Taeko Nakajima is a self-described ordinary Japanese housewife. But on a recent Friday morning, she appeared in another role - as a grassroots leader of Japan's growing movement against nuclear power. Some 20 housewives, some with small children, gathered recently at a local Tokyo hall for their regular meeting with Mrs. Nakajima. Sitting on their knees on the straw tatami (mat), the women chatted over cups of green tea. But they lapsed into rapt silence as slides of the 1986 Chernobyl accident and other examples of the dangers of nuclear-power generation flashed on the wall.
Activists such as these are the core of a new, vibrant movement that has the promoters of nuclear energy in Japan worried and on the defensive.
In the last two weeks, Japan has seen anxiety lead to actual events. On July 3, an antinuclear candidate beat an incumbent town mayor in western Japan. The proposed construction of a nuclear-power plant in the town was a major campaign issue. On July 11, activists in Hokkaido, Japan's northernmost main island, called for a referendum on the region's first nuclear-power generator, scheduled to open in October.
Japan is one of the few nations to persist with building new nuclear-power plants to generate electricity, even after the Chernobyl disaster in the Soviet Union. Currently, some 30 percent of the nation's total electricity output is generated by 35 nuclear-power plants. Government plans envisage 40 percent dependency by the year 2000.
Housewives and youths are in the forefront of the revived national movement, largely triggered by their anxiety about the contamination of imported food with the fallout of the Chernobyl. Behind this, observers say, is the current oil glut which has dissipated the atmosphere of the energy crisis of the 1970s.
``Before [the Chernobyl accident in April 1986], the movement was seen only in a certain local area with a nuclear-power plant,'' says Taeko Miwa, a staff member at the Citizens' Nuclear Information Center, which last April organized the nation's biggest rally against nuclear- power generation. About 20,000 people participated, many of them housewives with children. Far more people turned out than the organizers had expected.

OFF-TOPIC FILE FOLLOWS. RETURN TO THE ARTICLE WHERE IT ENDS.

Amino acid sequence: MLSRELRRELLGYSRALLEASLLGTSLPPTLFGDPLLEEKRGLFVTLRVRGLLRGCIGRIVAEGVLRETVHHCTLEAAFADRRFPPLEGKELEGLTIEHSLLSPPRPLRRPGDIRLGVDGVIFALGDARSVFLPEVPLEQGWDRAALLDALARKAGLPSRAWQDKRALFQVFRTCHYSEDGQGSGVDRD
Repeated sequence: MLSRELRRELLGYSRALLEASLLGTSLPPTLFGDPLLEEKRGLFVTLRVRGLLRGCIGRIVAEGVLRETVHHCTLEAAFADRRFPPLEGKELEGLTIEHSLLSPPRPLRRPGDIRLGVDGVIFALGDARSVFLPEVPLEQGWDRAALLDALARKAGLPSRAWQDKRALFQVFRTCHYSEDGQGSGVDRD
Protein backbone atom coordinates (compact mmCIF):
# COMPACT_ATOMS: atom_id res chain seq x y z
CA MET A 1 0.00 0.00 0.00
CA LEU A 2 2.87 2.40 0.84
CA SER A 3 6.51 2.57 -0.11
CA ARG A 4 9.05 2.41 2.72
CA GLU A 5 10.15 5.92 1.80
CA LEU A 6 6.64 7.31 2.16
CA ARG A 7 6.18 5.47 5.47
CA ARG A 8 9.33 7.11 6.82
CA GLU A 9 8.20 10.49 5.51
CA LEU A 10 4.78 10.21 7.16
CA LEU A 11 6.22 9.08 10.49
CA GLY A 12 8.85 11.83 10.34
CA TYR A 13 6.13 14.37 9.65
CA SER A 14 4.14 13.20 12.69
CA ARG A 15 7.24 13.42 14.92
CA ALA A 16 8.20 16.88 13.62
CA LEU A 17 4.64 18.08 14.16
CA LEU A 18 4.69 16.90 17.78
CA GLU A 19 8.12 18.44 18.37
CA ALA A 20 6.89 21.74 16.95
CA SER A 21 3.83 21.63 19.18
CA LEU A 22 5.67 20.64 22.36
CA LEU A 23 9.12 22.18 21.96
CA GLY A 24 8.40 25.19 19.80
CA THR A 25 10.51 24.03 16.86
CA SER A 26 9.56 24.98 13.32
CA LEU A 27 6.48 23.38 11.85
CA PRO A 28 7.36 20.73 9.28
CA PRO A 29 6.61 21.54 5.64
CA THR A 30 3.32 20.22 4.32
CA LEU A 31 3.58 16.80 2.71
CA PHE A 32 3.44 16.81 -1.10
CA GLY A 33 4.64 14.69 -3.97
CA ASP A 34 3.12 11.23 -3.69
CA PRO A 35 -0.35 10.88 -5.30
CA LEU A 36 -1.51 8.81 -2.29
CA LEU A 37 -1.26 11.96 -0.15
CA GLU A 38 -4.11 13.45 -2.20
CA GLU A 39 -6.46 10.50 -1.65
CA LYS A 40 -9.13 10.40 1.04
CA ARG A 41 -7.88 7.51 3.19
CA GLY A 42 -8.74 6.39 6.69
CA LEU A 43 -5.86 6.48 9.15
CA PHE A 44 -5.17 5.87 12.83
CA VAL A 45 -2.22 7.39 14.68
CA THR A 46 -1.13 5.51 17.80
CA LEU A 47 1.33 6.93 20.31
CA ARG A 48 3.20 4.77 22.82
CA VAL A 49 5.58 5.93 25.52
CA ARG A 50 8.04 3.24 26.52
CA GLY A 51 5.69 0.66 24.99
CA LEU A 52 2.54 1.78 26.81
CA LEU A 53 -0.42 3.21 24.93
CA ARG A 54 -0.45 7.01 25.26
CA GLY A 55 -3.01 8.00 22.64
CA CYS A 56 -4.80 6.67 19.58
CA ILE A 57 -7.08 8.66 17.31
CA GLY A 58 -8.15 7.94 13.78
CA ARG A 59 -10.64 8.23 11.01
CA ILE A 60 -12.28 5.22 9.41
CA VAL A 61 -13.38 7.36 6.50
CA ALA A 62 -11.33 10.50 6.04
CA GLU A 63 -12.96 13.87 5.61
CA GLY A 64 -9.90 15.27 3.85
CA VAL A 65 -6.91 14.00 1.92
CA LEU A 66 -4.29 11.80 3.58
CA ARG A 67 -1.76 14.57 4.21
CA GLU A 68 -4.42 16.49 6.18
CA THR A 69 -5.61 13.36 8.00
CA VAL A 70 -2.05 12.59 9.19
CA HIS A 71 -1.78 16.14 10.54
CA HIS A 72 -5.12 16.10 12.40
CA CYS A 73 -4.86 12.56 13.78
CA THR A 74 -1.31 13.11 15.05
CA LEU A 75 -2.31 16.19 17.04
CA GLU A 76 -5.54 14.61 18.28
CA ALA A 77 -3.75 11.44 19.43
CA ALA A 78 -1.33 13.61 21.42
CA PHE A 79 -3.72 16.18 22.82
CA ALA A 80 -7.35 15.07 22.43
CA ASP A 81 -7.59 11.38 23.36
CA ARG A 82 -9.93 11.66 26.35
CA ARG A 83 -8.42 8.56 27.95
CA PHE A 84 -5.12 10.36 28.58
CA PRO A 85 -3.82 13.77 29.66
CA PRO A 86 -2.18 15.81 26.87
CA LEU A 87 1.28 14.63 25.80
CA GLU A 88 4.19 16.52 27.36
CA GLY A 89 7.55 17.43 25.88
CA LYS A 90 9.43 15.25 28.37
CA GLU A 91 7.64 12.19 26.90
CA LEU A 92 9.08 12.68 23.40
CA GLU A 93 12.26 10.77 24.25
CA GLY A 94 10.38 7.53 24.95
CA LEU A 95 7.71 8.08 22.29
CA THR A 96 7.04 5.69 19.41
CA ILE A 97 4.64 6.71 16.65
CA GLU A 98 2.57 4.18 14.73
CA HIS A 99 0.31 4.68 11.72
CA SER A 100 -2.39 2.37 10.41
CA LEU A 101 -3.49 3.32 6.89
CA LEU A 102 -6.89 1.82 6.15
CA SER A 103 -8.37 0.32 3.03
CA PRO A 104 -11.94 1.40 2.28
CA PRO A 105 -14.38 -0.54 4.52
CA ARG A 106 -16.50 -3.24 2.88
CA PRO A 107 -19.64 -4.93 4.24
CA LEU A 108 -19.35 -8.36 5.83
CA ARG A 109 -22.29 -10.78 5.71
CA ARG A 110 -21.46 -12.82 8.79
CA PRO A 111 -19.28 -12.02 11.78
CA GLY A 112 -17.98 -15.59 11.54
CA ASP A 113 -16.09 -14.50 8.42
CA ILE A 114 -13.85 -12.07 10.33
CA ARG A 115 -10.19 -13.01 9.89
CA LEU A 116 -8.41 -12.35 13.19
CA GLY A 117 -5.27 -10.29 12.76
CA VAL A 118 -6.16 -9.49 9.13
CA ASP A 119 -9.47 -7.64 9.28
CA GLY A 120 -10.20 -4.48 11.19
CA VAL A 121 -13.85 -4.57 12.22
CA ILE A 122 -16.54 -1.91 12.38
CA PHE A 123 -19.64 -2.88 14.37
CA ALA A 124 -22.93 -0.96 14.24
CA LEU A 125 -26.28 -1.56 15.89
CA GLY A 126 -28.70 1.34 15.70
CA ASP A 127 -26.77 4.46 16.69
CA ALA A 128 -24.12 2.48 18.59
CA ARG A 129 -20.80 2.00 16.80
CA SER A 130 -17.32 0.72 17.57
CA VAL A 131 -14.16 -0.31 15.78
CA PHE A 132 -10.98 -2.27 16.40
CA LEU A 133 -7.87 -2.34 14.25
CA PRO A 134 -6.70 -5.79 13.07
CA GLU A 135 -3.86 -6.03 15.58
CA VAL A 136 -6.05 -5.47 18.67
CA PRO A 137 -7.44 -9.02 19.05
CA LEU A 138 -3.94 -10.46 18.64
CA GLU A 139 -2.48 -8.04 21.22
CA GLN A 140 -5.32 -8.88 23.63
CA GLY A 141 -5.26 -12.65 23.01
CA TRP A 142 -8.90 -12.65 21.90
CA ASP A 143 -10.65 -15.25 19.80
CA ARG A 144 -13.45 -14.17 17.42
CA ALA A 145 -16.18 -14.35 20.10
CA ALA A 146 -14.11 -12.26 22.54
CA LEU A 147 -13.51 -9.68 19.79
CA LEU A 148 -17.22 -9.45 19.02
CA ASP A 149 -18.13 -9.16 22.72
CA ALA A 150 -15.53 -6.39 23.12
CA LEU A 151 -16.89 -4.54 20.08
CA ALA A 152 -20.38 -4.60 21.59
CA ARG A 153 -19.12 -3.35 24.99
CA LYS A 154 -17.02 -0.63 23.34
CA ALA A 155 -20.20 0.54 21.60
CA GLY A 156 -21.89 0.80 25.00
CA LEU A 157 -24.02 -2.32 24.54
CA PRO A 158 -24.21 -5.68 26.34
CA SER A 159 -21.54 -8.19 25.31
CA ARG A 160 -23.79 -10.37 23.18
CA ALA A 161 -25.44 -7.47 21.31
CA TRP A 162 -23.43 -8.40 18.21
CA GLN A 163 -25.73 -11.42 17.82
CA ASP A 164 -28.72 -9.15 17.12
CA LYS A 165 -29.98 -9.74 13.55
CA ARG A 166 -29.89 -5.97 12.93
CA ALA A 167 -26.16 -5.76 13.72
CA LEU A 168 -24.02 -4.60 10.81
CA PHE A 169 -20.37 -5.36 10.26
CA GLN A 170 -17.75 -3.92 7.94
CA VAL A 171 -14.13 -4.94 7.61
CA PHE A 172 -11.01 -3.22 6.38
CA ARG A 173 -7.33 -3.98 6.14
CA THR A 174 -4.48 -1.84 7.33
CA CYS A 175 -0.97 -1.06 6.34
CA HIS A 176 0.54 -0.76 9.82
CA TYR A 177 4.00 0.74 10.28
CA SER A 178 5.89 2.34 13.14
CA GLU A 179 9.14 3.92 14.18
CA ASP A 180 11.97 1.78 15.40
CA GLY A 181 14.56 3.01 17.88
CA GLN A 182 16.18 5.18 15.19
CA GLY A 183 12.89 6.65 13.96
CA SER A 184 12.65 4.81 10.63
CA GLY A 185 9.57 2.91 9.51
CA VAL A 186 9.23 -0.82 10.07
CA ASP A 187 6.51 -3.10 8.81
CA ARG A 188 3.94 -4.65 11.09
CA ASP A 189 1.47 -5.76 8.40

Nakajima, the mother of two children, started her meetings to study radioactive effects with her neighbors last December. ``Before, I had never been the type of person to speak in front of people,'' she recalls. But, after hearing several lectures on the effects of the Chernobyl accident, ``I felt I had to do something.''
Those lectures were given by Jinzaburo Takagi, a strongly antinuclear scientist, and Takashi Hirose, a nonfiction writer. Both have authored books on the danger of nuclear-power generation which have had an enormous impact on the Japanese public.
Another of those who was influenced was Taeko Kansha, the mother of two from the western Japanese island of Kyushu. She expressed her feelings in a open letter, later published as a book entitled ``Is It Too Late?'' The book, now out in English, has sold more than 300,000 copies since last July.
``It is the future of our children that matters,'' Mrs. Kansha told the Monitor. ``I thought the reason why everyone was so indifferent was that they did not know the facts.''
Kansha's book captured, in simple, emotional language, the fears of mothers. ``Was there ever a mother in history, who had to poison every meal for her family?'' she wrote. ``Did mothers ever lace poison into food, poison that would definitely do harm in the years to come ...? This is what mothers are doing today, unaware of the fearful consequences. Since the catastrophe at Chernobyl, mothers can do nothing but select food that contains the least poison.''
The widespread concerns about food contamination made nuclear energy an issue for people all over Japan, not just those who lived near power plants. ``Reports that some imported food was rejected by customs officials due to contamination from Chernobyl fallout brought the dangers of radiation close for many people,'' says Atsuyuki Suzuki, a physics professor at Tokyo University.
Experts on nuclear-power generation believe that the leaders of this movement are manipulating their followers with inflammatory and scientifically unsound assertions. Professor Suzuki worries about the books, particularly those written by Mr. Hirose which are the most influential. ``The data lack objectivity. He is agitating people by using scary data that come entirely from antinuclear activists, including from other countries.''
``Those books are written so they are very easy to understand. When someone constantly repeats `This is dangerous,' people will eventually come to feel it is dangerous,'' says Yoichi Maeno, an official of the Ministry of International Trade and Industry (MITI) who deals with the nuclear-power industry.
Feeling threatened by the impact of the antinuclear propoganda, MITI and the electric companies have started an advertising campaign to preach the necessity and the safety of nuclear-power generation.
The Federation of Electric Power Companies issued its first advertisement late last April in all major daily newspapers. ``It cost about 30 million yen [about $240,000] per paper,'' said the federation's Takeo Tamai. The companies are even finding it necessary to run an educational campaign for their own employees.
MITI's Mr. Maneo says, ``We are determined to continue advertising through any mass media until we acquire public acceptance for nuclear-power generation.''